Every time I feel short in stature I just want to run away and escape my life. I want to jump out of my life and into another life. But I can’t. It’s my life and it’s the only life I have. If Jesus is going to do anything new with me it has to start with my life as it is. To run away from, ignore, or try to escape my life as it is denies Jesus anything to work with. The antidote to being short in stature is facing our life, not running from it. That’s what Zacchaeus does in today’s gospel.

He refuses to be lost in the crowd. He refuses to hide. He refuses to run away from who he is. Instead, he runs ahead of the crowd and climbs a tree. Everyone could see what he was doing. St. Luke says he did that so he could see Jesus. But here’s what I wonder. What if he climbed that tree because he wanted to be seen by Jesus? What if that was how he faced the truth and reality of his own life? What if he wasn’t just climbing a tree but was climbing the cross of being short in stature? What if Zacchaeus was offering all that he was and all that he had to Jesus? What if that was him crying out, “Here I am. This is my life. Look at me, claim and recognize me too as a Son of Abraham?”

And that’s exactly what Jesus did. He stopped and “looked up” at Zacchaeus. I can’t help but wonder if that might not have been the first time anyone had ever looked up to Zacchaeus. Jesus looked up to him with love and acceptance. Jesus looked up and invited himself into Zacchaeus’ home, into his life. He saw more than a chief tax collector, a rich man, and a man short in stature. He saw what Zacchaeus couldn’t see for himself. He saw one of his own.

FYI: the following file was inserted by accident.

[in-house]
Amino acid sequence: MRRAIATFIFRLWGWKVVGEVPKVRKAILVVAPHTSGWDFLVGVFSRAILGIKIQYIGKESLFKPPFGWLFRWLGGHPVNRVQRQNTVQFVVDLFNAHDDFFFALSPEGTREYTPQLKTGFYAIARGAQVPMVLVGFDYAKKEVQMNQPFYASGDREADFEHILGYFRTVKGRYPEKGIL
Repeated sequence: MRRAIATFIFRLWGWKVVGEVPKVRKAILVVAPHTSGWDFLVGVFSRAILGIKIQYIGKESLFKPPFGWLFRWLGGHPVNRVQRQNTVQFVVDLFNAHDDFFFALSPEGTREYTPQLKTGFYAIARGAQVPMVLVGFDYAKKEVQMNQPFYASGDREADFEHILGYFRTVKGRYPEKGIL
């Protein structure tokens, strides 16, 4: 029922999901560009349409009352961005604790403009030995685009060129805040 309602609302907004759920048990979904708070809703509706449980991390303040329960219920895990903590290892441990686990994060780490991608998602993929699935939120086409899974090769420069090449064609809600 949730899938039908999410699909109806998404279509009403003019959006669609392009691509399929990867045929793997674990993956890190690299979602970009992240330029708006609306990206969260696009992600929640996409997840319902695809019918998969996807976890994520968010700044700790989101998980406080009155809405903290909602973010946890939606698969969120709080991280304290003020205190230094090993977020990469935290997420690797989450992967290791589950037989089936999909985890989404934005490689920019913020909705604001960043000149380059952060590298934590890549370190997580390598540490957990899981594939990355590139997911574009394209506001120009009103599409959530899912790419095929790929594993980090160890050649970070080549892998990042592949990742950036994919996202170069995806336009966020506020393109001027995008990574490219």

In the eyes of the crowd Zacchaeus is a sinner. In his own eyes he is a wee little man, short in stature. But in the eyes of Jesus Zacchaeus is a Son of Abraham. Zacchaeus was sought, seen, and saved. The lost one had been found.

That’s what I want when I am short in stature. Don’t you? Sure, I want to see Jesus but more than that I want to be seen by Jesus, even when I don’t like or can’t accept what I see in myself. I want to know that Jesus sees more in me than I can see in myself. I want to be recognized and called by name by the God who created me. I want to be reminded that I am more than what I have become. I want to know that despite what has become of my life I too am a child of Abraham. I want Jesus to call me out my tree, off the cross of being short in stature, and into a new life. I think that’s what you want as well. It’s what Zacchaeus wanted. Well let me tell you, this is our day because that’s the promise today’s gospel holds for each one of us.

Whatever it is that has made you short in stature and run you up the tree, that’s the place where Jesus stops, looks up with love and acceptance, and calls you back down into a new life. Let’s not turn away from that place. Let’s not turn away from the face of Christ.

It’s so easy to hear the name Zaccheaus and think only of the wee little man and to see the ways we’ve become short in stature but that’s only part of the truth. Do you know what the name Zacchaeus means? It means “pure,” “clean,” or “innocent.” That’s the greater truth. That’s what Jesus saw in Zaccahaeus. It’s what he sees in you and me, even when we don’t see it in ourselves or each other. He looks up and calls us back to our truest selves.

“Zacchaeus,” Jesus says to us, “you come down here right now. That’s not who you are. That’s not your place. You come down,

♫For I’m going to your house today!

I’m going to your house today!

I’m going to your house today!♫”


  1. Out of town today but this sermon really touched my heart. Thank you for always giving us what we need to hear. I love you and appreciate you so very much!!


  2. Short in stature is, indeed, a story of aging!! AND a story of our times – the violence, the violent language, the ways we hurt other people. Thank you, Michael, for this reminder of our Holy One’s Grace and invitation to BE WITH!